Wed Aug 30, 2017 09:58AM

This August 29, 2017 photo shows Rohingya refugees fleeing from Myanmar resting at Kutupalong refugee camp along the Bangladesh-Myanmar border near the Bangladeshi town of Ukhiya. (Photo by AFP)
This August 29, 2017 photo shows Rohingya refugees fleeing from Myanmar resting at Kutupalong refugee camp along the Bangladesh-Myanmar border near the Bangladeshi town of Ukhiya. (Photo by AFP)
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Myanmar has long been under scrutiny by the international community over its atrocities against the Rohingya, known by the United Nations as the “most persecuted minority group in the world.” The government denies full citizenship to Rohingya Muslims, branding them illegal immigrants from Bangladesh. The Rohingya, however, track their ancestors many generations back in Myanmar. Press TV has talked to Dr. Maung Zarni, non-resident research fellow at Genocide Documentation Center of Cambodia, as well as Denis Halliday, former assistant UN secretary general, to discuss Myanmar’s continued military crackdown against the Muslim minority group.

Maung Zarni believes that Myanmar has institutionalized the persecution of Rohingya Muslims for the last four decades because it sees them as a “threat” to its national security.

“This is a longstanding, ongoing, institutionalized policy of the Burmese [Myanmarese] military since it took over the country in the early 1960s. There are about 16 different Muslim communities scattered across the country but Rohingya are the only Muslim community with a historical claim to the region where they are today which is right next to Bangladesh,” he said.  

“They are the only ones who have their own significant pocket of population in a single concentrated geographic area right next to a populous Muslim country and the Burmese military decided four decades ago [that] having a single Muslim minority next to another large Muslim country is a threat to national security. So that is why they are being targeted, singled out,” the analyst added.  

Zarni further maintained that all major institutions that “serve as the pillars” of Myanmar’s society are cleansed of Muslims due to institutionalized Islamophobia.

He went on to say that Myanmar's leader Aung San Suu Kyi is an Islamophobe herself, adding that political parties and organizations have scapegoated the Rohingya Muslim minority to justify “economic hardships and political frustrations” that the country is going through.

More than 18,000 Rohingya members have fled Myanmar to neighboring Bangladesh in recent days. The mass migration has been prompted by a fresh wave of violent attacks, indiscriminate shootings and the burning of their homes.

The humanitarian conditions in Bangladesh are equally squalid, with border guards trying to push them back into Myanmar. Many were forced to stay in a no man's land at the border for days.

Renewed violence erupted on August 25 after dozens of police and border outposts in Rakhine allegedly came under attack by a group claiming to be advocating the Muslim Rohingyas against the government crackdown in Rakhine.

Elsewhere in his remarks, Zarni criticized the international community for not taking a “punitive measure” against Myanmar’s military which is engaged in “genocidal killings” of Rohingya Muslims.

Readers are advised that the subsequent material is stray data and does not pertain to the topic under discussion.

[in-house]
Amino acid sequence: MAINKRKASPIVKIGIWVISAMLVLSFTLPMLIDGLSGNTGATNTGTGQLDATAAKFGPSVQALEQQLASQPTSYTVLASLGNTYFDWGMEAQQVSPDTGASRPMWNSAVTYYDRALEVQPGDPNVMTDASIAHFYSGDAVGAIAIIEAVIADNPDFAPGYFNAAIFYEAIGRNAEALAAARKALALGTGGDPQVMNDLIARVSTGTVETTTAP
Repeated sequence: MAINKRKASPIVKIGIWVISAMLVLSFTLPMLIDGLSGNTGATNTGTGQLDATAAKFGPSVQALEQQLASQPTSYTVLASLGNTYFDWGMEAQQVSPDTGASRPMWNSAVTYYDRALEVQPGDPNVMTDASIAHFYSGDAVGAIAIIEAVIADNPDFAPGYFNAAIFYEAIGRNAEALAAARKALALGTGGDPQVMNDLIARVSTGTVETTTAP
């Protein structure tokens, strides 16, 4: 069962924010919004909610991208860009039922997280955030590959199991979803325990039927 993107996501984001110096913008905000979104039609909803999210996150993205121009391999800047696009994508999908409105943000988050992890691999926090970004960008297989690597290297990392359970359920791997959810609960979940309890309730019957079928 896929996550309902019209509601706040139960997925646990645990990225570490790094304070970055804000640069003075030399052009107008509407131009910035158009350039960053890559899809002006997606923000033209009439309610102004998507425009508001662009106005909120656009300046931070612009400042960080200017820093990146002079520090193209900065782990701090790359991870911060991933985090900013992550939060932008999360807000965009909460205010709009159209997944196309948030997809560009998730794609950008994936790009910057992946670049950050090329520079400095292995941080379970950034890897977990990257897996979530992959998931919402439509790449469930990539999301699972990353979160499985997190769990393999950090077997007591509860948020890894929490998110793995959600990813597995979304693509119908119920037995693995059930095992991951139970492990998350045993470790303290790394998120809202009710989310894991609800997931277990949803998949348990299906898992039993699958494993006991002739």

He explained that the inaction on the part of the United Nations stems from the fact that working with the government of Myanmar is “strategically and commercially beneficial” to major powers that control the Security Council.

“This is the classic behavioral pattern of an international order that is driven solely by self-interest under the disguise of democratic liberalism,” he stated, asserting that over the past 100 years, major powers have never made any serious endeavors to end “genocide and mass atrocities.”  

Zarni further concluded by saying that the Organization of Islamic Cooperation (OIC) should start pushing its allies in the West to call for a Security Council meeting to stop the ongoing violence against the Rohingya Muslims, suggesting that Saudi Arabia, Iran and Turkey work together to get better results.   

Myanmar border police stand guard at the check point near the entrance of Maungdaw township in Myanmar's Rakhine State on August 28, 2017. (Photo by AFP)

Meanwhile, Denis Halliday, the other panelist on the program, said the reason why the United Nations has failed to respond to the Rohingya’s plight is that the five veto powers that control the UN Security Council have “vested interest” in Myanmar.

He also reiterated that the United Nations is “lost” as an organization and does not have the power to make any difference until its member states recognize their commitment to the UN Charter and set aside their interests which are secured through selling weapons and starting wars.

The analyst further said that what is happening to the Rohingya Muslims is an “appalling tragedy,” emphasizing that all people should stand up and speak out against the persecution of the minority group.

The Rohingya have been under a military siege in Rakhine since October 2016, when the government used a deadly militant attack on border guards as a pretext to enforce the siege. There have been numerous eyewitness accounts of summary executions, rapes, and arson attacks by security forces against the Muslims since the crackdown began.

Halliday pointed out that the Rohingya have been citizens of Myanmar for a century or more and revoking their citizenship is “a violation of their human rights.”

According to the expert, the Muslim world as well as the Security Council should step in and stop this violence by working out a solution that serves the interests of both Myanmar’s government and the Rohingya Muslims.